Matthew Ravosa Professor

Evolutionary morphology and pathobiology of the mammalian skull, masticatory complex and musculoskeletal system
Matthew Ravosa

Research Interests:

Like many members of the general public and scientific communities, I grew up fascinated by the astounding phenotypic variability of living and fossil organisms. Mammals are one such group that fails to disappoint. In this clade, the greater diversification and central role of the masticatory apparatus in food procurement and processing has figured prominently in studies of craniomandibular biomechanics and evolution. Indeed, being among the most highly mineralized, and thus well preserved, tissues in the body, craniodental (and postcranial) remains have long been used by paleontologists to offer novel insights into the behavior and phylogenetic affinities of extinct taxa.

Over the past three decades, my integrative research program has investigated major adaptive and structural transformations in mammalian musculoskeletal form during ontogeny and across higher-level clades. With an eye to both the evolutionary and translational implications, our lab has investigated the plasticity, mechanobiology, ecomorphology, aging and performance of the mammalian musculoskeletal system. Work on development, biomechanics and evolution has marshaled diverse and non-traditional sources of evidence to address outstanding issues concerning the complex underpinnings of patterns of phenotypic variation. We have employed of a broad range of modern cell biological, molecular, engineering and imaging techniques (immunostaining, histomorphometry, tissue properties testing, microarray, tissue culture, microCT, PCR) as well as unique experimental and transgenic animal models.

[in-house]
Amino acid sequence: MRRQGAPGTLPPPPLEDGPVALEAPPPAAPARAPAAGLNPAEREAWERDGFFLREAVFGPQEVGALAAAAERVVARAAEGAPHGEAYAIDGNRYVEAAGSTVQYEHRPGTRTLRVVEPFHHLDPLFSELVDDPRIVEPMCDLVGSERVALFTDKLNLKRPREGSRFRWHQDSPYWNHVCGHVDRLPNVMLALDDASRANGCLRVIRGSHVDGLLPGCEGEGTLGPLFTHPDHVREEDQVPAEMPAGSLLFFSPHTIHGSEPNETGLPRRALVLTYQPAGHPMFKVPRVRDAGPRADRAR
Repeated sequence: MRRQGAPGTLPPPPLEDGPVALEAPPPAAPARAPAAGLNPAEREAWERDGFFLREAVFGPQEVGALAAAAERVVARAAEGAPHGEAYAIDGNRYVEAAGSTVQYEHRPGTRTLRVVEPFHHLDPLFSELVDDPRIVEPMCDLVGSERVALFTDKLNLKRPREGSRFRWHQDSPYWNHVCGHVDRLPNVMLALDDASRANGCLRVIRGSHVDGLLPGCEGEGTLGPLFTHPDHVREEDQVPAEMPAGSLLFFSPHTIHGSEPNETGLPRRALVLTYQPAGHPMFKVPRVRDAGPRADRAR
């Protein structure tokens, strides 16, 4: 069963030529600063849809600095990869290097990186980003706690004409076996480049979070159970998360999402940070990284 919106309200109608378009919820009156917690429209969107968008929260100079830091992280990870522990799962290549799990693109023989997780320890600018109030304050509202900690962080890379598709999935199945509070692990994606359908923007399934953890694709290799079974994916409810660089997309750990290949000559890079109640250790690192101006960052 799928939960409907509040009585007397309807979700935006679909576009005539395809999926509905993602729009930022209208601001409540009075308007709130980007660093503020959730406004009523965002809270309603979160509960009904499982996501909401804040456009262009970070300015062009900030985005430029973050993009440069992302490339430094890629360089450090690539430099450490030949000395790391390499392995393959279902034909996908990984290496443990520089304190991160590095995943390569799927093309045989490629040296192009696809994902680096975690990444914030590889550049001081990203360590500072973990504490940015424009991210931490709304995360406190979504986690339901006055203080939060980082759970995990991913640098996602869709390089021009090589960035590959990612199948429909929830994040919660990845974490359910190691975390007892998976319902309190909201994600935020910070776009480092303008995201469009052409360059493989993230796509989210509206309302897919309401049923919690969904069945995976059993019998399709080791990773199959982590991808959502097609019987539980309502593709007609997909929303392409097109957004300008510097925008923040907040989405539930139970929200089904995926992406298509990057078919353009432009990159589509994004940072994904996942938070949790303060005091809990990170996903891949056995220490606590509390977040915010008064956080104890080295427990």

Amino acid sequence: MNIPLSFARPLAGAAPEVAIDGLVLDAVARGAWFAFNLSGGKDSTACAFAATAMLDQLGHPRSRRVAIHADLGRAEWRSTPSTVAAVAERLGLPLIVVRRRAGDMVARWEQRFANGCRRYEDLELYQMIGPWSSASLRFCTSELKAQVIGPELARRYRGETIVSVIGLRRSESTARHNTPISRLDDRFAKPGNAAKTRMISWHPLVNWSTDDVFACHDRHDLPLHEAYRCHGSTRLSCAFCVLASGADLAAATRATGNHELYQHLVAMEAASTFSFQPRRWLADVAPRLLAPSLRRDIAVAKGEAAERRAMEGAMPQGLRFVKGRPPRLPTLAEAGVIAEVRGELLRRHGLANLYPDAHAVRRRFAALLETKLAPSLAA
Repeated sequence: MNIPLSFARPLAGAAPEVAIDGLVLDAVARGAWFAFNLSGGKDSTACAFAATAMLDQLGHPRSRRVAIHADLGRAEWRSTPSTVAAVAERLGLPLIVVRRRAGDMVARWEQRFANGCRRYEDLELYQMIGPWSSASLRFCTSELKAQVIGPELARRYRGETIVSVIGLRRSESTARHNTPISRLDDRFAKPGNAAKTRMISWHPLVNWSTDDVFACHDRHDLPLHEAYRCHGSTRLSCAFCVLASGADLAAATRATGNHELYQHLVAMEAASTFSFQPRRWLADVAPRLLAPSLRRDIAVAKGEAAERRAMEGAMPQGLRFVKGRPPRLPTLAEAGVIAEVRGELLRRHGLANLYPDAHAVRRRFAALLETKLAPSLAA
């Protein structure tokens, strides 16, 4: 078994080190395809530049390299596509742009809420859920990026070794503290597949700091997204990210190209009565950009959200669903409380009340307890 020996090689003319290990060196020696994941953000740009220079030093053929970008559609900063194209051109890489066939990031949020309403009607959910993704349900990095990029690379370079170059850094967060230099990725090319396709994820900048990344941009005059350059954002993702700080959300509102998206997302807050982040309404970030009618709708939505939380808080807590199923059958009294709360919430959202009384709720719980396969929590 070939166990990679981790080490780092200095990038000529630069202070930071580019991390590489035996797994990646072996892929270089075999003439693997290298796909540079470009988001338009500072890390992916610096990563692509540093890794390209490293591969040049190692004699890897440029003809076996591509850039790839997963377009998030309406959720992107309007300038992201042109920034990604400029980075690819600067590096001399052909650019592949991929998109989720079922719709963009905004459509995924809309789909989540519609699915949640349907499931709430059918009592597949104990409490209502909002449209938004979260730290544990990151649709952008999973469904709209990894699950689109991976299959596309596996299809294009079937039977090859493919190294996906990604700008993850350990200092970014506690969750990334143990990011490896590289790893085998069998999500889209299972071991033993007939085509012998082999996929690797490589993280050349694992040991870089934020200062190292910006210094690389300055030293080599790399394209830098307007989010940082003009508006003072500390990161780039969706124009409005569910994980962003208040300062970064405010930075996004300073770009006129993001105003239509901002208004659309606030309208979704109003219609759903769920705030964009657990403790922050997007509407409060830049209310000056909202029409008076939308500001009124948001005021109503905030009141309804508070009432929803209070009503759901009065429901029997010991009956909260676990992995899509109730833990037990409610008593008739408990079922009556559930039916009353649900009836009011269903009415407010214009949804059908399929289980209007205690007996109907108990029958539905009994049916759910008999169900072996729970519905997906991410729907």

We have developed a rabbit model of dietary plasticity in cranial hard- and soft-tissues, which is being coupled with data on load-induced changes in gene expression patterns of jaw-joint cartilage. This evidence is being integrated with in vivo data regarding the relationship between food mechanical properties and chewing behavior. Such research also contributes to ongoing debate regarding the ecomorphological significance of dietary seasonal variability in craniofacial evolution among fossil and living organisms. Histomorphometric analyses have been applied to the developing proximal humerus and femur in growing mini-pigs. These first-ever long-term studies have applied a more naturalistic and integrative perspective to the plasticity and performance of multiple cranial and limb joints. Our lab has also investigated the first mouse model of neural encephalization, which has important implications for understanding prenatal development, cranial dysmorphologies and the evolution of the remarkably large brain in humans. These findings are being coupled with in vitro analyses of the mechanobiology of cranial osteocytes and chondrocytes. Ongoing macroscale tests of the properties and biomechanics of an ossified mandibular symphysis, a jaw-joint feature characteristic of modern anthropoids, has capitalized on various analytical and technical methods common to engineering. Investigation of the dynamic links among skeletal safety factors, masticatory stresses and cortical bone formation has highlighted critical similarities and differences in loading patterns between vertebrate skulls and limbs. From a clinical and bioengineering standpoint, such information is important for characterizing strain-mediated responses necessary for mimicking the natural growth activity of connective tissues. Finally, we are developing a rabbit model of osteonecrosis of the jaw, a debilitating oral disease associated with long-term bisphosphonate therapy used in treating bone metastases and osteoporosis.